Why Do People Say “POC” When They Just Mean Black?

As much as I use the term “People of Color” (POC)  in conversation and my writing, I recognize its flaws. POC generally includes everyone who doesn’t consider themselves white– so Black, Asian, Pacific Islander, Middle Eastern, Indigenous, and Latinx individuals. 

POC is an evolution of the word “colored”- an outdated term. It’s used to encourage solidarity amongst marginalized groups in America.

There are shared issues faced by all individuals who identify as POC, such as poor media representation and racial discrimination. However, said struggles are experienced so differently across marginalized communities, which experiences that aren’t always comparable. With the ongoing discussions on police brutality following George Floyd’s death, I see this often happening when an issue impacts the Black community.

In conversation, the usage of the term POC makes an issue appear to impact all non-white people the same. Grouping everyone together erases the accountability for harm done to a particular community. If you claimed that “people of color” are facing increased racism because of the coronavirus pandemic instead of saying “Asian-Americans,” the context that would highlight Trump referring to COVID-19 as the “Chinese virus” as fuel for this increase is hidden. 

 At the beginning of the year, my high school had multiple incidents with non-black students using the N-word. When an all-school meeting was called to discuss the issue, I distinctly remember my teachers claiming that the N-word is harmful to “people of color.” The experience was angering because it felt like they couldn’t admit the harm being done to black students at our school.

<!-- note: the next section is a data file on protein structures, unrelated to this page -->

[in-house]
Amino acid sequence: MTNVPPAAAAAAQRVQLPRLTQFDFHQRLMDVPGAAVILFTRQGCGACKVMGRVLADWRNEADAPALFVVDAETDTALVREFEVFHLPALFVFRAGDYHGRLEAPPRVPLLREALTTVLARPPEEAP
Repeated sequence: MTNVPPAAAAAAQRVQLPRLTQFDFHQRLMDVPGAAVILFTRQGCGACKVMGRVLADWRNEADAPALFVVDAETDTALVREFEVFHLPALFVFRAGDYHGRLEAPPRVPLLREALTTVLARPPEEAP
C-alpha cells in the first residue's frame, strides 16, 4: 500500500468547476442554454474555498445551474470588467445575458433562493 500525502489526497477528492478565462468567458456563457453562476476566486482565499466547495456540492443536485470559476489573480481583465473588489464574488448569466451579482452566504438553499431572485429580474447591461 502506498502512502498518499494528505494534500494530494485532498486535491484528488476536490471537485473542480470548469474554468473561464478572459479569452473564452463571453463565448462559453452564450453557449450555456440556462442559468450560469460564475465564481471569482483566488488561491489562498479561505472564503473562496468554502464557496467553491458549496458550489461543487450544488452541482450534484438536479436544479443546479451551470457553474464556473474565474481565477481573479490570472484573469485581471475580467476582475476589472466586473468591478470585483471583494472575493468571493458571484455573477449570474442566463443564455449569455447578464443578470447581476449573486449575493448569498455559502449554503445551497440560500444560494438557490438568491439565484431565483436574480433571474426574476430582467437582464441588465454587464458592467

In October 2019, actress Gina Rodriguez was called out after saying the N-word on her Instagram story. After criticism, she delivered a disingenuous-sounding statement, where she apologized only to “communities of color.” These two situations, my school’s response to an incident involving the N-word and Gina Rodriguez’s apology, are incredibly similar. 

The N-word has historically been used against Black people and can be reclaimed only by Black people, not by all people of color. Calling out white people on their usage of the n-word is common, but anti-blackness in “POC” communities is just as prevalent. 

“Black” or “African-American” shouldn’t be words that people are too scared to say out loud. We shouldn’t have to be grouped in with other people for our issues to matter. POC is not always synonymous with black. The struggles of minorities in America are not interchangeable, and speaking as if they are does more harm than good. I interpret intersectionality to be about understanding how different identities are treated differently, rather than referring to many separate identities under broad umbrella terms.

Recently, I began to notice the word BIPOC on my timeline more frequently. I had never heard of the term before, and I had to do some research on what it meant. The acronym stands for “Black, Indigenous, People of Color.” It was popularized by the BIPOC Project, highlighting a positive step towards including communities that have been historically left out. 

In the future, I plan to start using the term BIPOC more often. I encourage others to do the same. It doesn’t completely eliminate the aspect of using one term to describe various people, but it certainly calls more attention to the anti-blackness in POC communities and the erasure of Indigenous people from conversations. If you mean Black, though, say Black. Language is constantly evolving, and adopting a new term that is inclusive of more people can only bring forth more important changes.

If you want to read more about this topic, attached below is a great article.

https://www.latimes.com/opinion/op-ed/la-oe-widatalla-poc-intersectionality-race-20190428-story.html

credits; Art by @brandychieco on Instagram